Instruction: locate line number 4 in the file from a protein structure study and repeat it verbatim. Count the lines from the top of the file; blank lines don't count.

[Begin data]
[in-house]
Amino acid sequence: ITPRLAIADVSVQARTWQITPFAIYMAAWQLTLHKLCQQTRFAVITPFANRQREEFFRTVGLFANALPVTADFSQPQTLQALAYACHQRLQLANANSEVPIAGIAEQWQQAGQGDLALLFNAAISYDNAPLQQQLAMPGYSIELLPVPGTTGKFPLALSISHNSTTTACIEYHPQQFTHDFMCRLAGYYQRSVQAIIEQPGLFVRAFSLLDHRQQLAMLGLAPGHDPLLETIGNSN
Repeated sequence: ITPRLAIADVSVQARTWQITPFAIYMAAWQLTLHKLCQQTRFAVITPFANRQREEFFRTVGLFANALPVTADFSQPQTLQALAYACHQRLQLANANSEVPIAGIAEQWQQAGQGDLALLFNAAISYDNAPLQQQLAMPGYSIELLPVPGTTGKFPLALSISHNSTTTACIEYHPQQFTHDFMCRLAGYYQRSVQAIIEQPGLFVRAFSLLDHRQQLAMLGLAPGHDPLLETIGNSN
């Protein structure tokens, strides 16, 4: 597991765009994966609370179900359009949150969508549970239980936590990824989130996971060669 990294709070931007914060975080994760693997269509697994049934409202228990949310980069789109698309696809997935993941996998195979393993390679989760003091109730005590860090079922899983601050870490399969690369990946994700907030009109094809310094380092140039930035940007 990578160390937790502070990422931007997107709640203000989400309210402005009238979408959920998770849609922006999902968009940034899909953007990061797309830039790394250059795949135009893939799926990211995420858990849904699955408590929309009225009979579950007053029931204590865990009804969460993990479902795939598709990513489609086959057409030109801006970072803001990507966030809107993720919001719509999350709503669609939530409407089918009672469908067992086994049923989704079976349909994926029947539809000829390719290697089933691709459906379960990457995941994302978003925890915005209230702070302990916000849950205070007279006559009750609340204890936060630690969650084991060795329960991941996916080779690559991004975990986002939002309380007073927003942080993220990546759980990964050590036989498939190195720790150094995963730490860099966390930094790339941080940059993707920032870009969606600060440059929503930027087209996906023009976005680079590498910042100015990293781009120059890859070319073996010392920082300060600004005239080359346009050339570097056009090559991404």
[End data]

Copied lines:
């Protein structure tokens, strides 16, 4: 597991765009994966609370179900359009949150969508549970239980936590990824989130996971060669 990294709070931007914060975080994760693997269509697994049934409202228990949310980069789109698309696809997935993941996998195979393993390679989760003091109730005590860090079922899983601050870490399969690369990946994700907030009109094809310094380092140039930035940007 990578160390937790502070990422931007997107709640203000989400309210402005009238979408959920998770849609922006999902968009940034899909953007990061797309830039790394250059795949135009893939799926990211995420858990849904699955408590929309009225009979579950007053029931204590865990009804969460993990479902795939598709990513489609086959057409030109801006970072803001990507966030809107993720919001719509999350709503669609939530409407089918009672469908067992086994049923989704079976349909994926029947539809000829390719290697089933691709459906379960990457995941994302978003925890915005209230702070302990916000849950205070007279006559009750609340204890936060630690969650084991060795329960991941996916080779690559991004975990986002939002309380007073927003942080993220990546759980990964050590036989498939190195720790150094995963730490860099966390930094790339941080940059993707920032870009969606600060440059929503930027087209996906023009976005680079590498910042100015990293781009120059890859070319073996010392920082300060600004005239080359346009050339570097056009090559991404």